19 Tamuz 5779 / Monday, July 22, 2019 | Torah Reading: mattot
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A person who doesn't have emuna can't open his home for he'll be worried that he doesn't have enough food for his own family, so how can he feed others?


Why do our sages refer to matza as lachma anya, or the bread of suffering and poverty, in the Passover Haggada? The holy Zohar and the Ariza'l refer to matza as lachma d'mhemnuta, or the bread of emuna, that we should eat with tremendous joy on Passover night. So which is it - suffering and poverty or joy? For many people who find matza difficult to chew or digest, it's suffering, because they're focusing on the physical aspect of the mitzvah. But for those who focus on the spiritual aspect, fulfilling the mitzvah is the greatest joy in the world. What's more, my esteemed and beloved teacher Rav Shalom Arush shlit”a promises that anyone who performs a mitzvah properly with prayer and intent will never suffer from it. Indeed, he or she will derive the greatest benefit. Let's see how:


The first thing we do in the Maggid portion of the Passover Seder, when we begin to tell the story of our exodus from Egypt, is to lift the tray with the matzot for everyone to see; we declare:


"This is the bread of suffering/poverty[1] that our fathers ate in the land of Egypt. Whoever is hungry, let him come and eat; whoever is in need, let him come and conduct the Seder of Passover. This year, we are here; next year in the land of Israel. This year, we are slaves; next year we will be free people."


The Haggada has an amazing juxtaposition here – with the bread of suffering and poverty, we usher in the guests. This is our first connection between the poverty and the emuna. Matza, the bread of suffering, invokes guests. We open our homes so that any person can enter and sit down at our table. A person that doesn't have emuna can't open his home for he'll be worried that he doesn't have enough food for his own family, so how can he feed others? Yet, a person with emuna – no matter how little he might have – knows that every morsel of food he has comes from Hashem. If Hashem sends guests, He will certainly send the wherewithal to feed them. As such, the matza strengthens our emuna and reminds us that without Hashem, we have nothing – we're all poverty stricken. Yet with Hashem, we have emuna, the source of all abundance, and we can therefore open our homes to as many guests who need a place to make Passover Seder.


To illustrate the above concept, I'll share with you a lovely parable that I heard from Rav Shalom, may Hashem bless him:


A righteous family lived in dire poverty in Odessa, Ukraine.


One day, just as they were about to begin the Passover Seder, the family heard knocking at their door. The head of the household opened the door and saw a group of glowing people (maybe angels) smiling from ear to ear. He asked them who they were.


The first one said, "I'm Emuna".

The second said, "I'm Happiness".

The third said, "I'm Wealth".

The fourth said, "I'm Good Health".

The fifth one introduced himself and said, "My name is Blessing."


"Welcome to my home," said the righteous poor man. "Please sit down with us at the Seder table."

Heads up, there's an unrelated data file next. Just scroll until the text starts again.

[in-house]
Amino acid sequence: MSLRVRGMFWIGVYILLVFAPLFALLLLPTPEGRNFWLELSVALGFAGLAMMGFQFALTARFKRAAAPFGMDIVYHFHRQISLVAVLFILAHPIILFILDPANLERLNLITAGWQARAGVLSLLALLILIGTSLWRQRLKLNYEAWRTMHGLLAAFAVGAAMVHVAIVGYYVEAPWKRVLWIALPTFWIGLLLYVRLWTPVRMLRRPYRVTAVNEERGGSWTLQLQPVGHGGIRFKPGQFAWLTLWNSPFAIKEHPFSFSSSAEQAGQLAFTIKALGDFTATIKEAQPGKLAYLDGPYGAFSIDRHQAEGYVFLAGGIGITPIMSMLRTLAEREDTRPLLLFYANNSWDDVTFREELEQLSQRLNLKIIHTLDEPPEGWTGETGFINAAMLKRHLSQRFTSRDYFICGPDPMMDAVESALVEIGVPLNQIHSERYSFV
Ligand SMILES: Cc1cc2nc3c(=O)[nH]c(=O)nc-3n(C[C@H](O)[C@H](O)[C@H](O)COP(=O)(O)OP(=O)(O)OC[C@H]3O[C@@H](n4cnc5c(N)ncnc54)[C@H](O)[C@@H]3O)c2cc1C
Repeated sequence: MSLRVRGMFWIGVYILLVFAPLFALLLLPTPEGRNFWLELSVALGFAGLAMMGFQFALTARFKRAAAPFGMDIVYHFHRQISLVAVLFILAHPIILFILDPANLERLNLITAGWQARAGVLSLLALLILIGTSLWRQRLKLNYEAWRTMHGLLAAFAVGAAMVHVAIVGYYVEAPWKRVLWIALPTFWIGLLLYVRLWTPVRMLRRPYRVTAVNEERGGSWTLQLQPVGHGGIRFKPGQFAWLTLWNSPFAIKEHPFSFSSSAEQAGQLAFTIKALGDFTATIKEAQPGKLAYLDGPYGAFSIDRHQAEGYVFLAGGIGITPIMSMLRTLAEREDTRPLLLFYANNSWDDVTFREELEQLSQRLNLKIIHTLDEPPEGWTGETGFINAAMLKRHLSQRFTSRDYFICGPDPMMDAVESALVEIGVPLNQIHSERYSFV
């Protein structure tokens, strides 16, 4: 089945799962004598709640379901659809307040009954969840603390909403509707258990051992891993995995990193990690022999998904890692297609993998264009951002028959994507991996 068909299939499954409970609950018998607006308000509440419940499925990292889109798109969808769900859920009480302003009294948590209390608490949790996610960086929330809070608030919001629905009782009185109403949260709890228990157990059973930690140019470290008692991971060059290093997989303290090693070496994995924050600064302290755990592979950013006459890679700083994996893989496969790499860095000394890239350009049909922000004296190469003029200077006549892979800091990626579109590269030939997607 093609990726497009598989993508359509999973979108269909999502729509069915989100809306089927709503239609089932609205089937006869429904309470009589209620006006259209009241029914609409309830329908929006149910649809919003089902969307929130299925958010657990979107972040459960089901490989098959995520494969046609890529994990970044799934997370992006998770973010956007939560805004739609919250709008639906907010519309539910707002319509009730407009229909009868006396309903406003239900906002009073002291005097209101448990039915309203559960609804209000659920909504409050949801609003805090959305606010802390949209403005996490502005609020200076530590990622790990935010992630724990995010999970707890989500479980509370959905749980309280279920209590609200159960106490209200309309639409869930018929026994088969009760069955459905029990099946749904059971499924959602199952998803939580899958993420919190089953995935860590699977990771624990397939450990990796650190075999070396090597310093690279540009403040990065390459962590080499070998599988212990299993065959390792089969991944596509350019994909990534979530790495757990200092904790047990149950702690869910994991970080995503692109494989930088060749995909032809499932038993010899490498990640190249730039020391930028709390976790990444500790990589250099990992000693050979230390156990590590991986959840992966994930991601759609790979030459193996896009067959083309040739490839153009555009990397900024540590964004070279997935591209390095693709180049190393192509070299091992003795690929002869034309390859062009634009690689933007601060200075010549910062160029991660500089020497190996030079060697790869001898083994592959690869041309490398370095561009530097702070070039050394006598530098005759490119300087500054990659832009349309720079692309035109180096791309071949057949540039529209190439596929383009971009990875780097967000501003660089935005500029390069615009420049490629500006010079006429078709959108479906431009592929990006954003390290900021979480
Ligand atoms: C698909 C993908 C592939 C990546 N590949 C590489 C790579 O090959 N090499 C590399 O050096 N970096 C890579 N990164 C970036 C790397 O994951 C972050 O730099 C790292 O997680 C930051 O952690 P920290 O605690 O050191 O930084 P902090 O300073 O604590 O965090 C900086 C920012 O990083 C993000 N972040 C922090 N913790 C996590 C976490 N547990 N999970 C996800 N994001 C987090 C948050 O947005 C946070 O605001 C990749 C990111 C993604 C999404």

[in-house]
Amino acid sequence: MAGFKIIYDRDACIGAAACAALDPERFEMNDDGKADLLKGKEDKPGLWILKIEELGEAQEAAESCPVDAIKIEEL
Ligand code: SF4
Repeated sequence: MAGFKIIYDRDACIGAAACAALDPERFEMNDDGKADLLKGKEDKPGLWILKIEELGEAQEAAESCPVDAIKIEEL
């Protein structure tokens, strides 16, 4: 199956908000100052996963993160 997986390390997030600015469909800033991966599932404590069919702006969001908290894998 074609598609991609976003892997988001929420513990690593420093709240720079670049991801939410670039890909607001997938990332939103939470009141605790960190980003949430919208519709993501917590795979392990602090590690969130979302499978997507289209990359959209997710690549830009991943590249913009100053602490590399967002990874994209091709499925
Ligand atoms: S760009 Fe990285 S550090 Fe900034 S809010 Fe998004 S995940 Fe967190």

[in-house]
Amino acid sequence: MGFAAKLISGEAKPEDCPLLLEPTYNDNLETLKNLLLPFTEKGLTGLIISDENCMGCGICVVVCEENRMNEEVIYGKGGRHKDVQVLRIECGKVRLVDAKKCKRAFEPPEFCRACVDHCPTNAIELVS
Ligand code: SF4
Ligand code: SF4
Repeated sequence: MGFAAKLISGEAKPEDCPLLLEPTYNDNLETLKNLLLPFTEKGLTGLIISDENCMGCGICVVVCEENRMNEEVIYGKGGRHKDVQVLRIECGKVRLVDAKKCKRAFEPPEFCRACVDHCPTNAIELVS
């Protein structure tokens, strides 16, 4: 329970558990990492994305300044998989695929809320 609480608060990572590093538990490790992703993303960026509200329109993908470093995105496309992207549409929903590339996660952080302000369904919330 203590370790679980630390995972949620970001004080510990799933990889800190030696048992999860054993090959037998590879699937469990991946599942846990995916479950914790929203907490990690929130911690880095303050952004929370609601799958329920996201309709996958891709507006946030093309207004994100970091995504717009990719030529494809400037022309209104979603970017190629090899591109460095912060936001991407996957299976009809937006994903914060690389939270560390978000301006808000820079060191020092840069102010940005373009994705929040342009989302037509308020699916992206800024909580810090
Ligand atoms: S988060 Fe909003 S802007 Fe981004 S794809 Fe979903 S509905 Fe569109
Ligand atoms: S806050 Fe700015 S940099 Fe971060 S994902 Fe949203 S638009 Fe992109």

"No," they said in unison. "You must choose which one of us you want. We told you who we are, but only one of us can come inside your home."


"If that's the case," he said, "I must consult my wife and children." The poor man said to his family, "Look at the miracles at our doorstep! Look at their beautiful smiles! If we want, we can have happiness, good health, blessing, wealth or emuna. Which do you want?" The whole family agreed that Emuna was the guest they wanted to invite.


When Emuna entered their home, all the other guests came in as well. The poor man said, "I thought that only one of you was allowed to enter."


They replied happily, "True! If you would have chosen anyone other than Emuna, than only one of us could come inside. But since you chose Emuna, we all follow, for we always follow her!"


This parable holds deep lesson: if you have emuna, you have everything.


Just as one mitzvah leads to another and one transgression leads to another, one expression of gratitude leads to another. The "Pele Yoetz" writes emphatically that expressions of gratitude lead to salvations, giving people more and more reasons to express their gratitude. That's why when we say thank-You, we see miracles.


In light of the above parable, we can also understand that there's no contradiction between suffering and emuna. One cannot attain emuna without suffering. People with easy lives don't feel the stimulation or the need to turn to Hashem. But with real emuna, we can thank Hashem for the suffering and the poverty. Had we not been slaves in Egypt, we wouldn't be enjoying Seder Night nor would we have merited receiving the Torah. As such, the greatest expression of emuna is to thank Hashem for our suffering, because it's all for the best. Happy Pesach!



* * *

We invite you to visit Rabbi Lazer Brody’s award-winning daily web journal Lazer Beams.


[1] Both suffering and poverty are proper translations of the Aramaic word "anya"; in the Zohar and in the writings of the Ariza'l and the Chassidic masters, both connotations are used.


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